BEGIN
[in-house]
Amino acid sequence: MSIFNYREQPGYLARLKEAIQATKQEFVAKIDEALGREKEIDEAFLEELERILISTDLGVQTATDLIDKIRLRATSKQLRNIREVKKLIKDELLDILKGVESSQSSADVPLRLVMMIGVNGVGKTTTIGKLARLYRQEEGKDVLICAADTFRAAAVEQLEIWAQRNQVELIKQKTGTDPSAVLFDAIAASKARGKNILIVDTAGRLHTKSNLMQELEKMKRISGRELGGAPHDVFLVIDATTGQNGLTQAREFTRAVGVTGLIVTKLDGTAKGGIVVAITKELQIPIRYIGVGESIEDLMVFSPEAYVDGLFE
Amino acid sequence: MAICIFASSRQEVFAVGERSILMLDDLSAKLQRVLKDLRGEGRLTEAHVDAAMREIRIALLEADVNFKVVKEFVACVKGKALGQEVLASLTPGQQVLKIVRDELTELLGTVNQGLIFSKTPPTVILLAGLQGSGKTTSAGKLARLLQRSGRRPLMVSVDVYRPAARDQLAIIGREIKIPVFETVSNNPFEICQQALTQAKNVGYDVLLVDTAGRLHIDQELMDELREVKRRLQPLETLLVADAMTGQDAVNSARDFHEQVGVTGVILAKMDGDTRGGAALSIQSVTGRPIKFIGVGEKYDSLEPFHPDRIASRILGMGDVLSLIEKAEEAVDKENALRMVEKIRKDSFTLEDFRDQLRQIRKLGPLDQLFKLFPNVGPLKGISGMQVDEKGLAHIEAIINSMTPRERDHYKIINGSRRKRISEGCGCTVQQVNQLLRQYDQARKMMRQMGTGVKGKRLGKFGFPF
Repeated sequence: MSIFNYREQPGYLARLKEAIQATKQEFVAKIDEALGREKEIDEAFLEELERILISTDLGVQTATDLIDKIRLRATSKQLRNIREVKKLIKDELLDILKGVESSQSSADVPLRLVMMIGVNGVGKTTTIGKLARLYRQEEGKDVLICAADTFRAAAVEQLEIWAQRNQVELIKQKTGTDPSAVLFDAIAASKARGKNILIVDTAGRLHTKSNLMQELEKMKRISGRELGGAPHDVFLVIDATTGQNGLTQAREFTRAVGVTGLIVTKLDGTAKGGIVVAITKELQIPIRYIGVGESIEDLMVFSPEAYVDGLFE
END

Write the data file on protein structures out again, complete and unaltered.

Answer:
[in-house]
Amino acid sequence: MSIFNYREQPGYLARLKEAIQATKQEFVAKIDEALGREKEIDEAFLEELERILISTDLGVQTATDLIDKIRLRATSKQLRNIREVKKLIKDELLDILKGVESSQSSADVPLRLVMMIGVNGVGKTTTIGKLARLYRQEEGKDVLICAADTFRAAAVEQLEIWAQRNQVELIKQKTGTDPSAVLFDAIAASKARGKNILIVDTAGRLHTKSNLMQELEKMKRISGRELGGAPHDVFLVIDATTGQNGLTQAREFTRAVGVTGLIVTKLDGTAKGGIVVAITKELQIPIRYIGVGESIEDLMVFSPEAYVDGLFE
Amino acid sequence: MAICIFASSRQEVFAVGERSILMLDDLSAKLQRVLKDLRGEGRLTEAHVDAAMREIRIALLEADVNFKVVKEFVACVKGKALGQEVLASLTPGQQVLKIVRDELTELLGTVNQGLIFSKTPPTVILLAGLQGSGKTTSAGKLARLLQRSGRRPLMVSVDVYRPAARDQLAIIGREIKIPVFETVSNNPFEICQQALTQAKNVGYDVLLVDTAGRLHIDQELMDELREVKRRLQPLETLLVADAMTGQDAVNSARDFHEQVGVTGVILAKMDGDTRGGAALSIQSVTGRPIKFIGVGEKYDSLEPFHPDRIASRILGMGDVLSLIEKAEEAVDKENALRMVEKIRKDSFTLEDFRDQLRQIRKLGPLDQLFKLFPNVGPLKGISGMQVDEKGLAHIEAIINSMTPRERDHYKIINGSRRKRISEGCGCTVQQVNQLLRQYDQARKMMRQMGTGVKGKRLGKFGFPF
Repeated sequence: MSIFNYREQPGYLARLKEAIQATKQEFVAKIDEALGREKEIDEAFLEELERILISTDLGVQTATDLIDKIRLRATSKQLRNIREVKKLIKDELLDILKGVESSQSSADVPLRLVMMIGVNGVGKTTTIGKLARLYRQEEGKDVLICAADTFRAAAVEQLEIWAQRNQVELIKQKTGTDPSAVLFDAIAASKARGKNILIVDTAGRLHTKSNLMQELEKMKRISGRELGGAPHDVFLVIDATTGQNGLTQAREFTRAVGVTGLIVTKLDGTAKGGIVVAITKELQIPIRYIGVGESIEDLMVFSPEAYVDGLFE